In an attempt to save money on property tax assessments, some homeowners are choosing to have the value of their homes recalculated. The least expensive option for achieving this is through a Broker Pricing Opinion, or BPO. However, according to the San Francisco Chronicle, some brokers appear to be lowballing their estimates on bank-owned foreclosures, allowing banks to get the homes off their books in a hurry, but artificially driving down the values of other homes in the neighborhood. While BPOs are illegal in 23 states, the practice is receiving attention at the national level with some calling BPOs “destructive to local markets.”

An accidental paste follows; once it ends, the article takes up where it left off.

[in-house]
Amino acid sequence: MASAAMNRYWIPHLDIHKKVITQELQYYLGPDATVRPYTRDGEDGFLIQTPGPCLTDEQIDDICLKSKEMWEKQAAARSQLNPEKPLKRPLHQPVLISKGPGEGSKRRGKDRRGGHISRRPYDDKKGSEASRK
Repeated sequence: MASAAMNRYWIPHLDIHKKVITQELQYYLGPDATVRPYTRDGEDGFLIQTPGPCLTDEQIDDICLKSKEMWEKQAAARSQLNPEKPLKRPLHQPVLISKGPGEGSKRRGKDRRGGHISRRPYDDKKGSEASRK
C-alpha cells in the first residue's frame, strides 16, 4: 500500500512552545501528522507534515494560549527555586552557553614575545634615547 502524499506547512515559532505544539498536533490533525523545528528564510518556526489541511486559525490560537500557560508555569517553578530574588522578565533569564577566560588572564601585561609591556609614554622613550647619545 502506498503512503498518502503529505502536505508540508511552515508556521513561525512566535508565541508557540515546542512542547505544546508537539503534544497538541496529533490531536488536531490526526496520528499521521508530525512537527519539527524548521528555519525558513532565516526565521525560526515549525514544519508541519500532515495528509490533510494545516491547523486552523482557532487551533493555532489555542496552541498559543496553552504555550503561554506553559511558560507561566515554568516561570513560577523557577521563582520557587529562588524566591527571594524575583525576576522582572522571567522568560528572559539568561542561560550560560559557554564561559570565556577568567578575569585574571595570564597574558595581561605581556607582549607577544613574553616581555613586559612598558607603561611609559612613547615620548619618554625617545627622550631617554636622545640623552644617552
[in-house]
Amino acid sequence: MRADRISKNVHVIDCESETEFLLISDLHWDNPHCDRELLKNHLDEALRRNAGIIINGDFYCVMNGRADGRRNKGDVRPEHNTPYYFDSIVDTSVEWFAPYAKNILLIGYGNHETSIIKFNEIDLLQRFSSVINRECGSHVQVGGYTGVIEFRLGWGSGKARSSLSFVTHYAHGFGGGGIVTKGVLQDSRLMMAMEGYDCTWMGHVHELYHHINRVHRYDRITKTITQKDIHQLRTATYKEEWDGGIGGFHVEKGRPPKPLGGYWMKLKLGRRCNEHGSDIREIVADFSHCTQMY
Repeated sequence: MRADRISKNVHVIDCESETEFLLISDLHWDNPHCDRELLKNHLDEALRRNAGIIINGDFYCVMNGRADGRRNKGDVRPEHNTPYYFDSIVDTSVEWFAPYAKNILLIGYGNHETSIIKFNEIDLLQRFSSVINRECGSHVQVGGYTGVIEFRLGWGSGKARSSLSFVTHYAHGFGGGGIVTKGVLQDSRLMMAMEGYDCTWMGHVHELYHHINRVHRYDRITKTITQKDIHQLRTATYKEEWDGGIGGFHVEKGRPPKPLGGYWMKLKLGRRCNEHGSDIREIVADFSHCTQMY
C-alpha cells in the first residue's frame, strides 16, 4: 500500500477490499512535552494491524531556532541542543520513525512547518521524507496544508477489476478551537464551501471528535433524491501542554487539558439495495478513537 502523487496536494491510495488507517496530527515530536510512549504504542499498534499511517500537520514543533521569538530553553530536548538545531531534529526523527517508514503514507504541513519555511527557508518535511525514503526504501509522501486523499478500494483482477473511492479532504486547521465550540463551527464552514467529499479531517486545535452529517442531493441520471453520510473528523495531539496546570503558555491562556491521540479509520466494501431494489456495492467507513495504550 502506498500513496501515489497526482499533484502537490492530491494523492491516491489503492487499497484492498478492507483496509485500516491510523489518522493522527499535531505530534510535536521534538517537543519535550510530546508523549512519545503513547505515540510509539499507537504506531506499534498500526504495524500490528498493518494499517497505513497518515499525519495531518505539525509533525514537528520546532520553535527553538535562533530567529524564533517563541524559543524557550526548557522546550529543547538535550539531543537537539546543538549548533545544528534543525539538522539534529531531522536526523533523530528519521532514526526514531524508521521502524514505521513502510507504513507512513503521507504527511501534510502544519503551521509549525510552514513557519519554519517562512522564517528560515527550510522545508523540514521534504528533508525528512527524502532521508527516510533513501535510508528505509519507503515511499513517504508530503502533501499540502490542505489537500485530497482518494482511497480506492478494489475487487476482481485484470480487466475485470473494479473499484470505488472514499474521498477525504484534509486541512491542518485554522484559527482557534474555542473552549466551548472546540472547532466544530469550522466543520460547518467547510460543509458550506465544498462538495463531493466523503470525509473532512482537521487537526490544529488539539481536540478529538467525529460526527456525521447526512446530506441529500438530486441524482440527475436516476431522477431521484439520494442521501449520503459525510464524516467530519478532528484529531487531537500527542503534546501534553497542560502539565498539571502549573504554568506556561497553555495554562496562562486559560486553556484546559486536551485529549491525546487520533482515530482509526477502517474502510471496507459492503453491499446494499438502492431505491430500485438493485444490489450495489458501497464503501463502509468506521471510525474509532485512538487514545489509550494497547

ft take:  The bankruptcy court has already spoken to this issue of a real estate owned property (REO) as NOT BEING a comparable sale to set property values for property which is not being “dumped” by a lender.  Further, agents and brokers preparing a BPO must, as licensees under a duty to be honest and truthful, prepare a CMA with comparable properties fully analyzed before giving an opinion.  Without supporting data, the opinion is merely a guesstimate and thus a dishonest BPO; it has no basis in reason for being accurate. But do not think for a minute that REO re-sales do not set values in the open market: they do and will continue to do so for a couple of years, minimum.  REOs do compete for buyers with private sellers.

See first tuesday CMA forms 318 and 318-1

Also, see first tuesday’s Recent Case Decision article on In re: Serda.

Re: “Why broker price opinions may cut home values” from San Francisco Chronicle